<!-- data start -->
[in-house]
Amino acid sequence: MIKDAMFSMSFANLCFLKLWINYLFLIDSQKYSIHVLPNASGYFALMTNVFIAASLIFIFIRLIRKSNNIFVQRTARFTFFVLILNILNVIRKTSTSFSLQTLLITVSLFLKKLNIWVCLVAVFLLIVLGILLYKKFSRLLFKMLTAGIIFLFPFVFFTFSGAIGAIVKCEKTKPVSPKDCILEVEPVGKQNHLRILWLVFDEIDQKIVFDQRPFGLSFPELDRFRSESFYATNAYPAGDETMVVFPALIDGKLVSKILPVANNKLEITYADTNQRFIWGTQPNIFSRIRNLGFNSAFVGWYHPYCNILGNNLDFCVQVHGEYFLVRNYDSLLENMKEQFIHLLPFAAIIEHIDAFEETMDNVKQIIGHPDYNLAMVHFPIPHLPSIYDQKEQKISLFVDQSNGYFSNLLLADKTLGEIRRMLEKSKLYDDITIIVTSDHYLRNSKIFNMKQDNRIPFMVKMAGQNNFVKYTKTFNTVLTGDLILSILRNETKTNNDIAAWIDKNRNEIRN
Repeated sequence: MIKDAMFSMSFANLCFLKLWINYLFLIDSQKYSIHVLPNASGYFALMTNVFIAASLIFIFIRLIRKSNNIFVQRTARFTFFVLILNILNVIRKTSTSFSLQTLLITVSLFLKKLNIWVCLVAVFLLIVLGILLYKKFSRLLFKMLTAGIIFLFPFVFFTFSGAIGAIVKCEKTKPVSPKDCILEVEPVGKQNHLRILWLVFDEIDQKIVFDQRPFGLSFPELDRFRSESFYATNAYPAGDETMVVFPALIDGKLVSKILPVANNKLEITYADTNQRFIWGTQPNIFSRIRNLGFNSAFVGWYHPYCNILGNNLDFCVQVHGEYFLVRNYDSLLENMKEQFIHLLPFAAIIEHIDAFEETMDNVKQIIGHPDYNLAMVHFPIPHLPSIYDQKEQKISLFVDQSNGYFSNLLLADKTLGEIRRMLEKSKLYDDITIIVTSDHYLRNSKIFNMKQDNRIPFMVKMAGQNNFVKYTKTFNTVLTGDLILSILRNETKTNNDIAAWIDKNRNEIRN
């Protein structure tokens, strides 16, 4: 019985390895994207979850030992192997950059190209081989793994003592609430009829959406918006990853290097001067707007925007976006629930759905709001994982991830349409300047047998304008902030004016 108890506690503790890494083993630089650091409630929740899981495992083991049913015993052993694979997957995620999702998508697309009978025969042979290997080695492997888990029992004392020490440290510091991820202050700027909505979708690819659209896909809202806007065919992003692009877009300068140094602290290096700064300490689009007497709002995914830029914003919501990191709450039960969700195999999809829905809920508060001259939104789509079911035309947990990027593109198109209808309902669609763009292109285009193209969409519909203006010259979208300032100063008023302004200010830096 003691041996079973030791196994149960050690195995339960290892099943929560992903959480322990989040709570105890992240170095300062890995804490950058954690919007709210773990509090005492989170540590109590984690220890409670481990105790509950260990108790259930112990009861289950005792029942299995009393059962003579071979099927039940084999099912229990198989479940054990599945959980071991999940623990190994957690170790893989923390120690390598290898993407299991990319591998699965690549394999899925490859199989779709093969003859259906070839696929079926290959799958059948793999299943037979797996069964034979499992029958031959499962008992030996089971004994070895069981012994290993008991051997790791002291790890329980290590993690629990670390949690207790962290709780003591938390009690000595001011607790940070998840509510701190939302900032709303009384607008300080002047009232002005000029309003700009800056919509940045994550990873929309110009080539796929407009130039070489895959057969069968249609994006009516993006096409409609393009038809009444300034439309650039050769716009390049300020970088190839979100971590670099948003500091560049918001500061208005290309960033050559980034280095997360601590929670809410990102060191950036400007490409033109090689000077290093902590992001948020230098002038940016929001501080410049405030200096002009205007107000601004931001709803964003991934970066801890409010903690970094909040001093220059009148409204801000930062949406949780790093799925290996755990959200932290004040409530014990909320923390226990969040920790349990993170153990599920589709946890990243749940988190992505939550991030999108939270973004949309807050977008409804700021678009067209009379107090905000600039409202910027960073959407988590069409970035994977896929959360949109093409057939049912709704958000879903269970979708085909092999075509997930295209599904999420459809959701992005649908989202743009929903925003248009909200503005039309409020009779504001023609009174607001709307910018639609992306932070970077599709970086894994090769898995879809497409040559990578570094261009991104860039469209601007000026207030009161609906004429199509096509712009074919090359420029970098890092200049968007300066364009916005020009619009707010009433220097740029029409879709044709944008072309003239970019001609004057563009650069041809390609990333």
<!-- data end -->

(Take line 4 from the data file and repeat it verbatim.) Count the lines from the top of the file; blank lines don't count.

């Protein structure tokens, strides 16, 4: 019985390895994207979850030992192997950059190209081989793994003592609430009829959406918006990853290097001067707007925007976006629930759905709001994982991830349409300047047998304008902030004016 108890506690503790890494083993630089650091409630929740899981495992083991049913015993052993694979997957995620999702998508697309009978025969042979290997080695492997888990029992004392020490440290510091991820202050700027909505979708690819659209896909809202806007065919992003692009877009300068140094602290290096700064300490689009007497709002995914830029914003919501990191709450039960969700195999999809829905809920508060001259939104789509079911035309947990990027593109198109209808309902669609763009292109285009193209969409519909203006010259979208300032100063008023302004200010830096 003691041996079973030791196994149960050690195995339960290892099943929560992903959480322990989040709570105890992240170095300062890995804490950058954690919007709210773990509090005492989170540590109590984690220890409670481990105790509950260990108790259930112990009861289950005792029942299995009393059962003579071979099927039940084999099912229990198989479940054990599945959980071991999940623990190994957690170790893989923390120690390598290898993407299991990319591998699965690549394999899925490859199989779709093969003859259906070839696929079926290959799958059948793999299943037979797996069964034979499992029958031959499962008992030996089971004994070895069981012994290993008991051997790791002291790890329980290590993690629990670390949690207790962290709780003591938390009690000595001011607790940070998840509510701190939302900032709303009384607008300080002047009232002005000029309003700009800056919509940045994550990873929309110009080539796929407009130039070489895959057969069968249609994006009516993006096409409609393009038809009444300034439309650039050769716009390049300020970088190839979100971590670099948003500091560049918001500061208005290309960033050559980034280095997360601590929670809410990102060191950036400007490409033109090689000077290093902590992001948020230098002038940016929001501080410049405030200096002009205007107000601004931001709803964003991934970066801890409010903690970094909040001093220059009148409204801000930062949406949780790093799925290996755990959200932290004040409530014990909320923390226990969040920790349990993170153990599920589709946890990243749940988190992505939550991030999108939270973004949309807050977008409804700021678009067209009379107090905000600039409202910027960073959407988590069409970035994977896929959360949109093409057939049912709704958000879903269970979708085909092999075509997930295209599904999420459809959701992005649908989202743009929903925003248009909200503005039309409020009779504001023609009174607001709307910018639609992306932070970077599709970086894994090769898995879809497409040559990578570094261009991104860039469209601007000026207030009161609906004429199509096509712009074919090359420029970098890092200049968007300066364009916005020009619009707010009433220097740029029409879709044709944008072309003239970019001609004057563009650069041809390609990333």